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Summer 2012  
In This Issue:

Kevin Cooper explores the debilitating impact of toxic shame and suggests ways to identify and heal from this painful emotion.

Shoshona Pascoe shares her appreciation for the book QUIET: The Power of Introverts in a World That Can't Stop Talking.

Milton Woolley suggests ways to minimize conflict and deepen conversations when a couple is dealing with sensitive topics.

Shonnie Brown discusses the challenge of learning to tolerate one's feelings and suggests some tools that may be helpful in this work.

Barbara Bowen describes how learning to balance the needs of self and others can improve relationships and enhance personal growth.

Who We Are:

We are individual private therapists who practice psychotherapy in the same location: 405 Chinn Street in Santa Rosa. We are not part of a business partnership, group or association, but are sole practitioners. As individual therapists each of us offers years of experience in different areas of therapeutic focus. The array of services offered range from brief solution focused counseling to in-depth psychotherapy. While each one of us cooperates with different existing insurance and managed care companies, we each follow a "fee for service" orientation that allows clients the freedom to choose the therapist with whom they feel most comfortable.

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Chinn Street Newsletter Archives

Kevin Cooper, MFT

"There are two types of shame which human beings can experience. Normal shame, which everyone experiences, is when we feel bad for engaging in behavior which is hurtful or harmful to others. This type of shame helps guide human behavior and is necessary for a civil society to function. Toxic shame is quite different and can be one of the most painful feelings human beings can endure. Toxic shame refers to a visceral and often paralyzing feeling of unworthiness, inadequacy and self doubt. When we experience toxic shame we enter a trance state in which our perspective narrows, our body constricts and our heart hardens. When we feel toxic shame, rather than feel bad about something we did, we feel we 'are bad'."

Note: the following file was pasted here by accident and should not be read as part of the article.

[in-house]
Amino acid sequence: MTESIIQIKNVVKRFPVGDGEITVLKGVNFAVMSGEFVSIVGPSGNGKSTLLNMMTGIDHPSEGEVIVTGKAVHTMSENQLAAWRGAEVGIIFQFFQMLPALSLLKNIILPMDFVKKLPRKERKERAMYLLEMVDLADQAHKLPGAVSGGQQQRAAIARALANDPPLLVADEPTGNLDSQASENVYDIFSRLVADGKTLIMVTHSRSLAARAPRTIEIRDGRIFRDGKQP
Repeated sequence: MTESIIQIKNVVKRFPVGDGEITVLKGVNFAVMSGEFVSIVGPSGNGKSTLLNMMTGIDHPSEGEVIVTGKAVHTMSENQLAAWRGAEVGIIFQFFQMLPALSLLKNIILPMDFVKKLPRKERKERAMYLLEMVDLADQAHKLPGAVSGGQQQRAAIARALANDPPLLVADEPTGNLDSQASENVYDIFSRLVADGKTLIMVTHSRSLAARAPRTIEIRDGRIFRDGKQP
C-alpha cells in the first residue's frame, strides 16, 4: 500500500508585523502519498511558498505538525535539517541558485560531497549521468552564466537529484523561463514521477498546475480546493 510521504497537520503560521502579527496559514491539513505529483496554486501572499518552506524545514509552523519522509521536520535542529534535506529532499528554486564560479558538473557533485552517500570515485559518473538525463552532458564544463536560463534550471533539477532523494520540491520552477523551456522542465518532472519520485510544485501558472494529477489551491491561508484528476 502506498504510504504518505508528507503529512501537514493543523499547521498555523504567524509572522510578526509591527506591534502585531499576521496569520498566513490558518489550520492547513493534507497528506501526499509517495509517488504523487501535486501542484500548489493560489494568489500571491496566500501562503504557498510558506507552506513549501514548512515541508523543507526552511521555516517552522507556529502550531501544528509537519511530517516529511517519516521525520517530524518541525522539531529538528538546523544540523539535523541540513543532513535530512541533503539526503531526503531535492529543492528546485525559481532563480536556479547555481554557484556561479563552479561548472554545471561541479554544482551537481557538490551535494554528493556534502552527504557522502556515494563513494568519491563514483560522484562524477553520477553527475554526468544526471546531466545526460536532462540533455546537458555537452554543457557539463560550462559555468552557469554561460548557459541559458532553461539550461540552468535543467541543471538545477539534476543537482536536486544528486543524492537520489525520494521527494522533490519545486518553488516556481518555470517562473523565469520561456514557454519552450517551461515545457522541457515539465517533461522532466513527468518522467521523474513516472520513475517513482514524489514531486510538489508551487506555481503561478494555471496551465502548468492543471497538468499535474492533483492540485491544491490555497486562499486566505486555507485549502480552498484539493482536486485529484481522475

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INTROVERTS AND EXTROVERTS: The North and South of Temperament
Shoshona Pascoe, MFT

"There are many systems that endeavor to describe the fascinating ways human beings engage with life and one another. The Introvert/Extrovert continuum, popularized by the Jungian perspective, permeates many psychological models. Susan Cain's new book Quiet: The Power of Introverts in a World That Can't Stop Talking opens up an important conversation, giving voice to the way we have turned from the Introvert's mode of creative process and contributions."
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Mechanics of Conflict in Relationship Communications
Milton Woolley, MFT

"Conflict in relationships is a very complex matter. Many significant components become a part of an impassioned conflict. When couples work in therapy on the significant issues causing distance, emotional pain, not feeling understood, the issues must be sorted through and worked out. What I want to discuss in this article isn't about the content of a conflict between partners. I want to offer a couple of tools that will facilitate addressing the serious issues. It should also be said that there are many ways to think and talk about these tools. My offering is for your consideration and in no way represents the only way to work with these communication problems."
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"I Just Can't Help What I Feel!"
Shonnie Brown, MFT

"Feelings are a real challenge for people. In my experience, most people come to therapy to learn how to tolerate and regulate their own emotions of anger, grief, fear, frustration, hate and even love--the myriad of human emotions, and the bodily sensations connected to them. As human beings, we are not trained to do this, and many feel incapable of it."
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Balancing the Needs of Self and Others
Barbara Bowen, LCSW

"As I see individuals and couples in my practice who are trying to improve relationships, I often observe that they are having difficulties in balancing their personal needs with the needs of the other person in the relationship. Caring about the other person's needs at the expense of caring for our own puts the relationship out of balance, and caring for our own needs without consideration for the other person's puts it out of balance as well. Relationships function best when couples find a way to include both their needs and desires."
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Chinn Street Groups:

Separation/Divorce/Transition Group for Women: ongoing weekly support group for women in any stage of separation from a long term relationship. Facilitated by Shonnie Brown, M.A., MFT, 707-526-4353.

Ongoing Men's Support Group: open to men interested in working on recurrent relationship issues including anger, addiction, communication and parenting. Meets Tuesdays from 6-7:30 PM. Facilitated by Kevin Cooper, MFT; 707-566-7742.

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Chinn Street Counseling Center  •  405 Chinn Street  •  Santa Rosa, CA 95404
Barbara Bowen, L.C.S.W.
707-575-5300 / 925-934-8661

Shonnie Brown, M.A., M.F.T.

Kevin Cooper, M.F.T.

Shoshona Pascoe, M.F.T.

Milton Woolley, M.F.T.

Gudrun Zomerland, M.F.T.
707-575-8468 / 415-446-5532

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